Europe makes the US look like an infant. The house that I have been living in for the past 4 months is in the “new” part of town, yet it is as old as Lexington’s oldest buildings. As you can imagine, this makes for some fun treasure hunting.
Europeans have markets and flea markets all over. Two in particular, and rather famous ones, that I visited are the Camden Market in London, England, and the Jeu de Balle market in Brussels, Belgium. Both markets, like most, are based on bartering and/or stiff negotiations…more on that later.
Having taken French for several years, I developed an affinity for some of its most prominent authors. Lucky for me, I came across three matching volumes of Molière plays in Brussels. (I also saw his final resting place in Cimetière du Père LaChaise in Paris.) Printed in the 1930s and kept in excellent condition, these three books were any French literature dork’s dream.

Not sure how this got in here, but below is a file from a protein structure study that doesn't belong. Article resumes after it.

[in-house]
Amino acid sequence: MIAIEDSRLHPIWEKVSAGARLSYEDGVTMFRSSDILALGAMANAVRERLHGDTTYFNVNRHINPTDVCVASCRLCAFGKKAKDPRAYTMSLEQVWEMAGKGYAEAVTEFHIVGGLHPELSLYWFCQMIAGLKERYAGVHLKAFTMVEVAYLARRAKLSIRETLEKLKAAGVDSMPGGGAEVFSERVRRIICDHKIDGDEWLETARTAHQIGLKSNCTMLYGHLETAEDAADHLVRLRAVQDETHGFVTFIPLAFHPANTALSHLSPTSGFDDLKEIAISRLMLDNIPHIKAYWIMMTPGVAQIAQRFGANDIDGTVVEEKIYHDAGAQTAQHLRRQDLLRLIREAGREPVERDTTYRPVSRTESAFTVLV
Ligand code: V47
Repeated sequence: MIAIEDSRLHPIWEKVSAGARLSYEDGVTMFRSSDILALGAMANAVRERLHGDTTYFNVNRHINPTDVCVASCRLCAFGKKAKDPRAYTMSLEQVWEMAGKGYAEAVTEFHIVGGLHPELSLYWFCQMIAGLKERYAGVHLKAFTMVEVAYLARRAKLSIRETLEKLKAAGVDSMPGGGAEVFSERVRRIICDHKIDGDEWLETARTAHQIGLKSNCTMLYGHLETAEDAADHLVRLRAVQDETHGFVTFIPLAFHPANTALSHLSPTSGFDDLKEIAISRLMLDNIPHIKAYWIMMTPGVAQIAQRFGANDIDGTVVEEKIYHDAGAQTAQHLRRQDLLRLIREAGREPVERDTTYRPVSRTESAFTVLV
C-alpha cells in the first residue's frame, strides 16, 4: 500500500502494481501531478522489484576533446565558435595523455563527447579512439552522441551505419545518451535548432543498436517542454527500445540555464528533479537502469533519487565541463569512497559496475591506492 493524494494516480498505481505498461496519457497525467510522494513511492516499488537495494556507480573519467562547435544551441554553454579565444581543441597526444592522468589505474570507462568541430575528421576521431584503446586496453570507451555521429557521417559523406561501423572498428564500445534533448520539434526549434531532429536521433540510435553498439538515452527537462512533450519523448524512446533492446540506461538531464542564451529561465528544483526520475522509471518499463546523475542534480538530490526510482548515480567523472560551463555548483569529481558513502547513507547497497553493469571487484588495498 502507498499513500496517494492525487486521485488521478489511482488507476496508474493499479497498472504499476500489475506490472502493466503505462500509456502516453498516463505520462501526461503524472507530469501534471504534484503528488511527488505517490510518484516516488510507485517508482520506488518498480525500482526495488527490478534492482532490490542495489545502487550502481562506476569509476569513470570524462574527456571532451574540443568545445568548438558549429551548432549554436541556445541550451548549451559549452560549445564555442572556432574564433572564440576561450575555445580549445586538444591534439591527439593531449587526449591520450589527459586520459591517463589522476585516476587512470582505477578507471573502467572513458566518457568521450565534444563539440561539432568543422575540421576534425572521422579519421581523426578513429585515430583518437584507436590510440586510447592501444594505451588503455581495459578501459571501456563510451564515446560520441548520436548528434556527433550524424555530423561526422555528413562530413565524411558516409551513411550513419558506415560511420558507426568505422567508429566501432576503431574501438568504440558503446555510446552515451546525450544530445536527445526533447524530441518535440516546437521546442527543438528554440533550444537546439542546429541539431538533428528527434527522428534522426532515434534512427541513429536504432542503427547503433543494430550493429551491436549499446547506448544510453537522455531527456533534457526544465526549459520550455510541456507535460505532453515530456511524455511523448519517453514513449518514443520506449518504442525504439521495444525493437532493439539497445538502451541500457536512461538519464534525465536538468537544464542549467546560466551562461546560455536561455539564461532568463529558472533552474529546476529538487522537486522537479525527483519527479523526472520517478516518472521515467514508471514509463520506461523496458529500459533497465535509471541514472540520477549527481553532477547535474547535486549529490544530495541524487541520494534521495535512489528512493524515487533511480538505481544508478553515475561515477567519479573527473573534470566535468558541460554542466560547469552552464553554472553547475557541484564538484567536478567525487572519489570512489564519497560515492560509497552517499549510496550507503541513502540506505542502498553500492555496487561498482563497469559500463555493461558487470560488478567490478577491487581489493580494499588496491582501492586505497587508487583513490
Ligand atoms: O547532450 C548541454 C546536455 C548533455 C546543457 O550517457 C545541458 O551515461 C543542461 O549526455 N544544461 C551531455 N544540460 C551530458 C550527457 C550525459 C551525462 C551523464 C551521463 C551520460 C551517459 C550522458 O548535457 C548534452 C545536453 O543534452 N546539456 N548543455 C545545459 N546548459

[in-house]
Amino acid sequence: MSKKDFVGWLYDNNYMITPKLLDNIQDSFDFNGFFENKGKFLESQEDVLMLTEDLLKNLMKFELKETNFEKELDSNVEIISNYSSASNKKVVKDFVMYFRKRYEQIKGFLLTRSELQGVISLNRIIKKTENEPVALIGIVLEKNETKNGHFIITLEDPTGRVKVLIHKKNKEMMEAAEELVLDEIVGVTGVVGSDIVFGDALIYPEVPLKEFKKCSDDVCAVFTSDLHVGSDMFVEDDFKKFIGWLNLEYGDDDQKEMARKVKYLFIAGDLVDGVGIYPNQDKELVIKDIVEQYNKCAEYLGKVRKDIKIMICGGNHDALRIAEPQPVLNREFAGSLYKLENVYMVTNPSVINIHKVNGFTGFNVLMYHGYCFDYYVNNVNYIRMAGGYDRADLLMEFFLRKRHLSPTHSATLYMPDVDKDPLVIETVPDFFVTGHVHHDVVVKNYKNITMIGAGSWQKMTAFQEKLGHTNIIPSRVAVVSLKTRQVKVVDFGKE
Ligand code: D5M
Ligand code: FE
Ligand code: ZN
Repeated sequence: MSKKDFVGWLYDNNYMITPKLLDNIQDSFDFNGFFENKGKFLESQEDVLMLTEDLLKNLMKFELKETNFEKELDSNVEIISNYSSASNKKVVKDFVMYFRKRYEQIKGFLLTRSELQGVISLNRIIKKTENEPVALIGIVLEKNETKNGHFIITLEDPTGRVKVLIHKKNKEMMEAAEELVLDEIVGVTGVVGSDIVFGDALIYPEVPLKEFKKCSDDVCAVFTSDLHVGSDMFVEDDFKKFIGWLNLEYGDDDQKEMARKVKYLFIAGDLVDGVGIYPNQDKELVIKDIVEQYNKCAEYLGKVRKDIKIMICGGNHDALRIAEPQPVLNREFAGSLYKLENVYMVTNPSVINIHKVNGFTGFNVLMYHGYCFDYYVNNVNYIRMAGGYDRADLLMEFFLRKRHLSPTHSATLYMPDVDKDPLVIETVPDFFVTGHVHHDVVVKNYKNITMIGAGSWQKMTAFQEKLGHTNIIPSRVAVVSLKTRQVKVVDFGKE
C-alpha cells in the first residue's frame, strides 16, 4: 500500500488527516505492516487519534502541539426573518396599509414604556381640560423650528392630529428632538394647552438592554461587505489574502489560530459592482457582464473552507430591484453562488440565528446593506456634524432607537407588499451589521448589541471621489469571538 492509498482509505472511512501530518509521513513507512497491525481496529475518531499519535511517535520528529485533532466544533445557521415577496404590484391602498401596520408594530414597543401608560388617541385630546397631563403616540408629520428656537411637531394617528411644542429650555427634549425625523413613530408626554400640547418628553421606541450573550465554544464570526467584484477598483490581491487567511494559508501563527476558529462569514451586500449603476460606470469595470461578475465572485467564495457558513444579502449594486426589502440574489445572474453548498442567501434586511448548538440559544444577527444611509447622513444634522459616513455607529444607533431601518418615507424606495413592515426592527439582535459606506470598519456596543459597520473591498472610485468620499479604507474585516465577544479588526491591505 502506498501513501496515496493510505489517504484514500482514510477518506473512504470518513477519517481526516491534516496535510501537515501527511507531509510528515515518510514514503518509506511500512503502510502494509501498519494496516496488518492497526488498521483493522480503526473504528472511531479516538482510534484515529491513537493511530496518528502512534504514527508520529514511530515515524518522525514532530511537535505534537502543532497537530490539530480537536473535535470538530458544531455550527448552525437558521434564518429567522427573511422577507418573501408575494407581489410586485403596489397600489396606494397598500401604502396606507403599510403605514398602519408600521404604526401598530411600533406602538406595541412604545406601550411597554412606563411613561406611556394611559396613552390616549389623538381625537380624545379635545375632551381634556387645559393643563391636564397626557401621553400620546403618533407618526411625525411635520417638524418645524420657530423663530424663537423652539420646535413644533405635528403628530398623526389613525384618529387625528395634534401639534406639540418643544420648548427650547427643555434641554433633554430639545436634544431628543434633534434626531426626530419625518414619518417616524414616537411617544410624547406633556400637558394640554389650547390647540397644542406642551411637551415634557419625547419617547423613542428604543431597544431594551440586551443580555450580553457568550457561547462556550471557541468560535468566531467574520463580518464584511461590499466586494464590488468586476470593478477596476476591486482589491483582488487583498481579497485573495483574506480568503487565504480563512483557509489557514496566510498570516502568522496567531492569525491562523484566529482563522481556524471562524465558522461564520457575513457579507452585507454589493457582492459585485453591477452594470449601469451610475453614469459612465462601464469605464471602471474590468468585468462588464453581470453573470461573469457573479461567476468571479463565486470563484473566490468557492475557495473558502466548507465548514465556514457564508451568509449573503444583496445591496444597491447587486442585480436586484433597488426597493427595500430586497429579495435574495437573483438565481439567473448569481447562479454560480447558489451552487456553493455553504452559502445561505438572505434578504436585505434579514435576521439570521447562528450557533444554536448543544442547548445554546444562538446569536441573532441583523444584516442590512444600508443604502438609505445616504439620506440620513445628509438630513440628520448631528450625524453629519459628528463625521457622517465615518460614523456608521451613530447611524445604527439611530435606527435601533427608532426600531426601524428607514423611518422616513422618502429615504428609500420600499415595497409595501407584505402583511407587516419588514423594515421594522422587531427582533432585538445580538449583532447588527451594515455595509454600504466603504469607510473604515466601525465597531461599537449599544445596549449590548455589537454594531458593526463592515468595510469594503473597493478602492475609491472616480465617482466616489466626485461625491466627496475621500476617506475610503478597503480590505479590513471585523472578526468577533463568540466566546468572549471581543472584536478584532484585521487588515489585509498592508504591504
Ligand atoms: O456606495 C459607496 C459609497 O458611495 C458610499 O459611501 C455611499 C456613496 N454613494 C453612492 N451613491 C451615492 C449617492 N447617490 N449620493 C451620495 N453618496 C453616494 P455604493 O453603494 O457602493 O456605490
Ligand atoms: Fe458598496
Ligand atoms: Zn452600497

What was standing between me and those books? A few euros, a six year old, and his dad. Twenty minutes after some stiff negotiations in poorly spoken French, as it was not the first language of anyone involved, I got away with what I wanted.
I had a similar experience at Camden Market, buying some traditional French tableware that had wound up in London. Studying abroad isn’t just about studying and making friends. Getting around a new town, a new country, and a new continent opens hundreds of doors that let you experience a piece of someone else’s life, and sometimes let you bring that piece back to remember it for years to come.